Freak Storm on Mount WhitneyI was to climb Mt. Whitney; the tallest mountain in the United States outside of Alaska. Located in the beautiful Sierra Nevada in California, it stands at 14,505 feet and is located just 76 miles west from the lowest point in the U.S.; Death Valley at -282 feet below sea level.
I arrived at the Whitney Portal campground from San Diego on Friday, May 23rd. The mountains were in and out of the clouds. What I could see was spectacular beauty with the wispy clouds hanging on the mountains, painted behind the large, green pine trees. I had a bit of a headache and was a little dizzy, sort of the same feeling one has after being punched in the head a few times, having come directly from sea level in San Diego (5.5 hour drive). So, I drank a lot of water and took 2 Ibuprofen. That seemed to do the trick. It turned out that two of my neighbors, Edwin and Melissa, were also there at the campground and invited me over to their campfire where we hung out until dark. After cooking some dinner on my stove, I retired to my tent and slept soundly.
I awoke in the morning and ate at the Whitney Portal Store. Talk about a huge breakfast!!! A pancake the size and thickness of a Chicago style pizza, scrambled eggs, thick, juicy bacon, and an OJ for around $8. Obviously, no one ever finishes this size breakfast. I then rented a bear canister for my food (required), packed everything, and was on the trail by 11:30 am. My plan was to climb the 6.3 miles (12,039') to Trail Camp and sleep there the first night. The next day, I would climb to the summit (14,505') and back to Trail Camp. On Memorial Day, I would hike out and drive back to San Diego. That was the original plan.
From the Whitney Portal trail head (8,637'), I started up the trail through the amazing scenery. I was surrounded by tall pines, humongous cliffs, a little bit of snow, and beautiful cascading waterfalls. Unfortunately, as the day wore on, the clouds began to thicken considerably and it started to snow. I was able to snap a few photos but it was becoming apparent that the weather was going to continue to deteriorate. I met up with a bunch of young climbers on the trail who are dental students at the University of California Riverside. We engaged in casual conversation while hiking up the trail.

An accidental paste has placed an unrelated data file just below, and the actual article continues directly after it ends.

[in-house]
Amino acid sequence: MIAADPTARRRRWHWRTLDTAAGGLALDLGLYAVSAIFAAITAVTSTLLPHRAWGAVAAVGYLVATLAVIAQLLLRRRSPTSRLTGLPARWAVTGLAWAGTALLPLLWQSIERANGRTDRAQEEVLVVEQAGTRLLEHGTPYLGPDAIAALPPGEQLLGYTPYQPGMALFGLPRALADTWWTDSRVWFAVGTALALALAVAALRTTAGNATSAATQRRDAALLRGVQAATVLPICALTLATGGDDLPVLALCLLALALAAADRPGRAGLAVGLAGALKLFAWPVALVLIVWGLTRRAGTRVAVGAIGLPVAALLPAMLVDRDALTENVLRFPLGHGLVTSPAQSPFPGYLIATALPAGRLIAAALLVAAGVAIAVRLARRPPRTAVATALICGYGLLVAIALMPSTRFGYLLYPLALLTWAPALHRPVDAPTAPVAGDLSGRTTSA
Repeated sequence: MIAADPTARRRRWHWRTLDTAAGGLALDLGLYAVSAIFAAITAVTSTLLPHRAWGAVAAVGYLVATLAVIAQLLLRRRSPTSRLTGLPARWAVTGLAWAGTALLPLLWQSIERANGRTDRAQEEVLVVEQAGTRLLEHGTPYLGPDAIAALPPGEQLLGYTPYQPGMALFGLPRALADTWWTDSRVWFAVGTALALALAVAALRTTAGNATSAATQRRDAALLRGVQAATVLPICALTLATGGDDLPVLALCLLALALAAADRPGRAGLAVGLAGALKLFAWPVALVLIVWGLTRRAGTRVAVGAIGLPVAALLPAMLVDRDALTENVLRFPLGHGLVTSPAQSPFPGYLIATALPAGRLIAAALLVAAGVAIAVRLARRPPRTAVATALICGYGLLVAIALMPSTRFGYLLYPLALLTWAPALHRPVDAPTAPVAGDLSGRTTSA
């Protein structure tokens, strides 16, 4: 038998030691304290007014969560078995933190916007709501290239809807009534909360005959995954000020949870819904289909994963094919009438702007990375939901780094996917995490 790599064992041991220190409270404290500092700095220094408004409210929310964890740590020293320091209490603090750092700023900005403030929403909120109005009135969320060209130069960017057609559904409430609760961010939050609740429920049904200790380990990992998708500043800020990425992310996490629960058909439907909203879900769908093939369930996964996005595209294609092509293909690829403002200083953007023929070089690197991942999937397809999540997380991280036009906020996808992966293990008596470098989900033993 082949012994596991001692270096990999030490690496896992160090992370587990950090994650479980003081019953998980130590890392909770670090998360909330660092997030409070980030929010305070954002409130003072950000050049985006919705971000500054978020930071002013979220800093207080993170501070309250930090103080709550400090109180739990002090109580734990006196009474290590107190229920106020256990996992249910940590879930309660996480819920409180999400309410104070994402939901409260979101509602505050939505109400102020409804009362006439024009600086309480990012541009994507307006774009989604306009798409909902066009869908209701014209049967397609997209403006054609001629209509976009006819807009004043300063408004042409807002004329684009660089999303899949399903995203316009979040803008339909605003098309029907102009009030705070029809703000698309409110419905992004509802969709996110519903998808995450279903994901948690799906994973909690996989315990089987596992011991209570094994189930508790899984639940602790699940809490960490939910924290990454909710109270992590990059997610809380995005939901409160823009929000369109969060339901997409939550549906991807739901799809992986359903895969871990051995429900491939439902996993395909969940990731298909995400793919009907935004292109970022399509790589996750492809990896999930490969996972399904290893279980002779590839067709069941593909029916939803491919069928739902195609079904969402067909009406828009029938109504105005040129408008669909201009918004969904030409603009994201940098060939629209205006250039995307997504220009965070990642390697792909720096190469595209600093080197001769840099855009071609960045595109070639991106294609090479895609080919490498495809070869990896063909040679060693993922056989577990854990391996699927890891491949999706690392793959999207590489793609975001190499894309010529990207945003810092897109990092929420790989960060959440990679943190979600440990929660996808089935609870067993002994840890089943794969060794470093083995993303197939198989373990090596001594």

Crossing a stream, we pushed on past Outpost Camp (10,360') and over to Mirror Lake, which was now completely covered in snow. As we hiked above tree line, the weather was really turning worse and the snow was getting deeper. In addition, one of the climbers was beginning to feel the effects of altitude sickness. We eventually found a wide open area off the trail and decided it would be best to make camp there. At that point we were about 11,200 feet above sea level and a little over 1 mile away from Trail Camp (12,039'). We flattened the deep, snow covered area, pitched our tents, and cooked dinner. All around us, the clouds became so thick at times we couldn't see more than 20 feet in any direction. The snow was intermittent; heavy at times, and it was getting much colder and darker. At times, however, the clouds and snow would break. I was then able to snap a few pictures of Wotans Throne above us and Mirror Lake, which was now far below us.
Later that evening, one of the students threw up. I suggested that he be brought back down to Outpost Camp for the night to recover from the effects of altitude. However, he refused and was content with staying in his bag to rest. I concentrated on my pressure breathing; a technique I learned from a mountaineering video, which helped immensely in staving off the headache which nearly everyone else had. After a bit of joking around among each other, we retired to our tents at around 9:00. The air was still but cold as it continued to snow.
Sometime during the middle of the night, I heard some noise. One of the girls in the party had also succumbed to the effects of altitude and threw up, twice. I later found out that the students had stayed in a hotel in Lone Pine the night before, and went straight up to 11,200 feet. They said that next time they would stay at the Portal at 8,637 feet to acclimate to the altitude the night before attempting this climb.
The next morning brought more snow and clouds. After eating a bit of breakfast, we spoke to a few climbers coming down the trail who had made it up to Trail Camp. All informed us that the snow was waist deep beyond Trail Camp and only one person had made it to Trail Crest (13,777') before having to turn back. It was hard to believe that just the weekend before the temperatures on the summit had been over 60 degrees! We decided that the mountain wasn't going to let anyone climb it over this Memorial Day weekend. We made the obvious but disappointing decision to turn back.
When I arrived back at the Whitney Portal, I changed clothes and ate the delicious cheeseburger and fries at the Whitney Portal Store. It was so delicious! While there, I also found out that the storm had stalled over Mt. Whitney and that conditions were supposed to remain the same until at least that coming Thursday. I decided that I would return to climb Mount Whitney again very soon.